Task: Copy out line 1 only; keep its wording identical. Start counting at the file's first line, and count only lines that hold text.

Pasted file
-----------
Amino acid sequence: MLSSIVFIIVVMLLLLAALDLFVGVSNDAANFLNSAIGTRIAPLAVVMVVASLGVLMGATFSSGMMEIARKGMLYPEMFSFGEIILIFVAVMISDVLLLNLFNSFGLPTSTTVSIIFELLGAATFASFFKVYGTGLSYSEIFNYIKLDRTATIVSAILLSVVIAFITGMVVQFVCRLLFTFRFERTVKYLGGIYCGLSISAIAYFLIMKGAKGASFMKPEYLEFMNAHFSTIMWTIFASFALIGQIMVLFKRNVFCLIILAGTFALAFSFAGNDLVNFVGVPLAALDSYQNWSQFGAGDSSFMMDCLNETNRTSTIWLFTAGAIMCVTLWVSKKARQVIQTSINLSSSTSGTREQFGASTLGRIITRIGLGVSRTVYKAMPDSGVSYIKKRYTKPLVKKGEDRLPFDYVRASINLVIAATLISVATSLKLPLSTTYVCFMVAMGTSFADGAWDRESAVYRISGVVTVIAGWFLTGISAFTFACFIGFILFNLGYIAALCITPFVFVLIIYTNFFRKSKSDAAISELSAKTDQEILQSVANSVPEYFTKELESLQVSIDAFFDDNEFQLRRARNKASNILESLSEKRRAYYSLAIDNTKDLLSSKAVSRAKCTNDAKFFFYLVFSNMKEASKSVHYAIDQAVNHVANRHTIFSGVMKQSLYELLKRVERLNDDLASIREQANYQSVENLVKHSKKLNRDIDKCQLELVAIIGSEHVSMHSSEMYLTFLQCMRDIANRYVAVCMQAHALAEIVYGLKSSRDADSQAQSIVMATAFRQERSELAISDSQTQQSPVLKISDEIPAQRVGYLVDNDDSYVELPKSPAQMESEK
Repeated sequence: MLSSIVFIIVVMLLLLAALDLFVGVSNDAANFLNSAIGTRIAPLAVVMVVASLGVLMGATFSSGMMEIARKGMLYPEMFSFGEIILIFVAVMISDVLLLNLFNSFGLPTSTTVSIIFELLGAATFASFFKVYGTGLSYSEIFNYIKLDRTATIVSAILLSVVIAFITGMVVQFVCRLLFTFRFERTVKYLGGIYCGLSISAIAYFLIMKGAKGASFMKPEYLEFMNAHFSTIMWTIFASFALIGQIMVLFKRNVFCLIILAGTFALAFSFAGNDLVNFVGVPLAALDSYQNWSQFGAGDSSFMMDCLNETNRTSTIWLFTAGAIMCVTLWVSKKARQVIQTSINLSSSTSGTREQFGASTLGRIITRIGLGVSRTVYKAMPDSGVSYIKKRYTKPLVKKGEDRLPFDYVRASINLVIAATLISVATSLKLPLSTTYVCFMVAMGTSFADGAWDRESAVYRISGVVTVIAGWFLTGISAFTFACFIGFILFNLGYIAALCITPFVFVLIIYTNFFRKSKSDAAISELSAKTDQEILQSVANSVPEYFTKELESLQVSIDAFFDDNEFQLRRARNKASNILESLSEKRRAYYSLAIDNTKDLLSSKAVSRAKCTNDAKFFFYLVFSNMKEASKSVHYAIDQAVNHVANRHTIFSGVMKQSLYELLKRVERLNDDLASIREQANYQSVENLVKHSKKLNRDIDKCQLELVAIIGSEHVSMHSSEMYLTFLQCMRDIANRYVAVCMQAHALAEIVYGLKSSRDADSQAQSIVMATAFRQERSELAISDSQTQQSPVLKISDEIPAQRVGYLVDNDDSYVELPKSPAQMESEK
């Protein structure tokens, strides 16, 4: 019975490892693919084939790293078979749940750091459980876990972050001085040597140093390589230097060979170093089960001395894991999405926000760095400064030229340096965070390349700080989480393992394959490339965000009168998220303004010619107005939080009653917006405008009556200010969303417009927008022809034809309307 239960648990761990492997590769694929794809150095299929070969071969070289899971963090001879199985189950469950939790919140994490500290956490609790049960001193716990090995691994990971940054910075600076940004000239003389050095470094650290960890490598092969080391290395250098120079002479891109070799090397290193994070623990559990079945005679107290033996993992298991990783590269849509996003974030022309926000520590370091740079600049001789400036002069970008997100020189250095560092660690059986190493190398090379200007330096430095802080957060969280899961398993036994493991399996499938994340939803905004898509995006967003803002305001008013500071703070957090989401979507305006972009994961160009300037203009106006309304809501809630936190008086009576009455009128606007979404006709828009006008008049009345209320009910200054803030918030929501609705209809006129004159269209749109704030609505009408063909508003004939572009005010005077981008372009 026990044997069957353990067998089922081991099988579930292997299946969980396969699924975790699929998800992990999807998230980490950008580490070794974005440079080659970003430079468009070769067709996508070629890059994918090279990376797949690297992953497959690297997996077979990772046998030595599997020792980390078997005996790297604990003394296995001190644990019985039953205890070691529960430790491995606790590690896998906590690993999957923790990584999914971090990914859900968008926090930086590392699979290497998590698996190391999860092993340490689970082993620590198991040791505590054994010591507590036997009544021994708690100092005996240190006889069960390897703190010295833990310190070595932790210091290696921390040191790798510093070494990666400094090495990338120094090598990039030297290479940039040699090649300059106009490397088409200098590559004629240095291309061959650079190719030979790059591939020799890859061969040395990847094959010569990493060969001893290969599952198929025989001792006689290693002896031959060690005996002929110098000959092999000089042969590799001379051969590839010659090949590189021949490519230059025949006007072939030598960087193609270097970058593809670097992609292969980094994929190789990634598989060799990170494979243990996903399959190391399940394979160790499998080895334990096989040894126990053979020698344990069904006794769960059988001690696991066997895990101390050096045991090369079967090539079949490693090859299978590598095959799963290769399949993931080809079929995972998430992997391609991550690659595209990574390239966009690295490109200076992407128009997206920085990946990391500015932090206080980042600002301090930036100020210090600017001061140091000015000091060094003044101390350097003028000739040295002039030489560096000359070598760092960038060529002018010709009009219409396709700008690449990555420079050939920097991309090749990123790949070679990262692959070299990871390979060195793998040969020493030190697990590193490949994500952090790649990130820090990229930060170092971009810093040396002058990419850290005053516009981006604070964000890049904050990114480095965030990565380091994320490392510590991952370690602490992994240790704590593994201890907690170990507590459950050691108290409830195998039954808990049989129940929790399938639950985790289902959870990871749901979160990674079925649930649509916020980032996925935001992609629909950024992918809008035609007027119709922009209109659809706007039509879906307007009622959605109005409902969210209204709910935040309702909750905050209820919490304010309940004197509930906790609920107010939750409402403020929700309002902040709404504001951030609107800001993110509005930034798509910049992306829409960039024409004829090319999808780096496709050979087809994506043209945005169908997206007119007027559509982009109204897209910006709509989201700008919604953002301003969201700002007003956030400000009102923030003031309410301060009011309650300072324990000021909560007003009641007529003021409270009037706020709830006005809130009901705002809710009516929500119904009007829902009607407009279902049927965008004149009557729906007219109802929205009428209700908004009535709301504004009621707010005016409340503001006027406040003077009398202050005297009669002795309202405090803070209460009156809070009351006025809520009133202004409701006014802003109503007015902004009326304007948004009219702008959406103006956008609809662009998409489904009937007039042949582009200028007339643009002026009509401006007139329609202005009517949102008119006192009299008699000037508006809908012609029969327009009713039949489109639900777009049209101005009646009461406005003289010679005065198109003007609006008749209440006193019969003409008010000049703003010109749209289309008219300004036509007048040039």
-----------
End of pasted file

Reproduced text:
Amino acid sequence: MLSSIVFIIVVMLLLLAALDLFVGVSNDAANFLNSAIGTRIAPLAVVMVVASLGVLMGATFSSGMMEIARKGMLYPEMFSFGEIILIFVAVMISDVLLLNLFNSFGLPTSTTVSIIFELLGAATFASFFKVYGTGLSYSEIFNYIKLDRTATIVSAILLSVVIAFITGMVVQFVCRLLFTFRFERTVKYLGGIYCGLSISAIAYFLIMKGAKGASFMKPEYLEFMNAHFSTIMWTIFASFALIGQIMVLFKRNVFCLIILAGTFALAFSFAGNDLVNFVGVPLAALDSYQNWSQFGAGDSSFMMDCLNETNRTSTIWLFTAGAIMCVTLWVSKKARQVIQTSINLSSSTSGTREQFGASTLGRIITRIGLGVSRTVYKAMPDSGVSYIKKRYTKPLVKKGEDRLPFDYVRASINLVIAATLISVATSLKLPLSTTYVCFMVAMGTSFADGAWDRESAVYRISGVVTVIAGWFLTGISAFTFACFIGFILFNLGYIAALCITPFVFVLIIYTNFFRKSKSDAAISELSAKTDQEILQSVANSVPEYFTKELESLQVSIDAFFDDNEFQLRRARNKASNILESLSEKRRAYYSLAIDNTKDLLSSKAVSRAKCTNDAKFFFYLVFSNMKEASKSVHYAIDQAVNHVANRHTIFSGVMKQSLYELLKRVERLNDDLASIREQANYQSVENLVKHSKKLNRDIDKCQLELVAIIGSEHVSMHSSEMYLTFLQCMRDIANRYVAVCMQAHALAEIVYGLKSSRDADSQAQSIVMATAFRQERSELAISDSQTQQSPVLKISDEIPAQRVGYLVDNDDSYVELPKSPAQMESEK